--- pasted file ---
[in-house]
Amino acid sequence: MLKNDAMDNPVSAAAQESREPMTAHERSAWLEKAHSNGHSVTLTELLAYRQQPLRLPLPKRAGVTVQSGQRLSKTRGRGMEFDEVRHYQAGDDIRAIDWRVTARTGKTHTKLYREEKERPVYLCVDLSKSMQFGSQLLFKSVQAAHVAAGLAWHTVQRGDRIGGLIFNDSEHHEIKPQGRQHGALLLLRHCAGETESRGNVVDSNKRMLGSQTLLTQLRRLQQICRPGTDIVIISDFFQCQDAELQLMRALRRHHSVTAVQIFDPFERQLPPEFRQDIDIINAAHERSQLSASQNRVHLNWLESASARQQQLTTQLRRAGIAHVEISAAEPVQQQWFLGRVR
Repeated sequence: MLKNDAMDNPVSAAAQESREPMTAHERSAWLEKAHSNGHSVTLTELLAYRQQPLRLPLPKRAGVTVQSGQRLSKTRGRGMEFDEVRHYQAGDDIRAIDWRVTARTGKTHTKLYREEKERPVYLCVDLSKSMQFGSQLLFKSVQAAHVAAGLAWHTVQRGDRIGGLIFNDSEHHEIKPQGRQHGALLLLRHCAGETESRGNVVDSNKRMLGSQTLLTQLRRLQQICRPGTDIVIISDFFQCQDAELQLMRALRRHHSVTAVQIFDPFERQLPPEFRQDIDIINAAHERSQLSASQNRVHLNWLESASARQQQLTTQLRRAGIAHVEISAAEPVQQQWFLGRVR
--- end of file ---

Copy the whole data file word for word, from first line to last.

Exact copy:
[in-house]
Amino acid sequence: MLKNDAMDNPVSAAAQESREPMTAHERSAWLEKAHSNGHSVTLTELLAYRQQPLRLPLPKRAGVTVQSGQRLSKTRGRGMEFDEVRHYQAGDDIRAIDWRVTARTGKTHTKLYREEKERPVYLCVDLSKSMQFGSQLLFKSVQAAHVAAGLAWHTVQRGDRIGGLIFNDSEHHEIKPQGRQHGALLLLRHCAGETESRGNVVDSNKRMLGSQTLLTQLRRLQQICRPGTDIVIISDFFQCQDAELQLMRALRRHHSVTAVQIFDPFERQLPPEFRQDIDIINAAHERSQLSASQNRVHLNWLESASARQQQLTTQLRRAGIAHVEISAAEPVQQQWFLGRVR
Repeated sequence: MLKNDAMDNPVSAAAQESREPMTAHERSAWLEKAHSNGHSVTLTELLAYRQQPLRLPLPKRAGVTVQSGQRLSKTRGRGMEFDEVRHYQAGDDIRAIDWRVTARTGKTHTKLYREEKERPVYLCVDLSKSMQFGSQLLFKSVQAAHVAAGLAWHTVQRGDRIGGLIFNDSEHHEIKPQGRQHGALLLLRHCAGETESRGNVVDSNKRMLGSQTLLTQLRRLQQICRPGTDIVIISDFFQCQDAELQLMRALRRHHSVTAVQIFDPFERQLPPEFRQDIDIINAAHERSQLSASQNRVHLNWLESASARQQQLTTQLRRAGIAHVEISAAEPVQQQWFLGRVR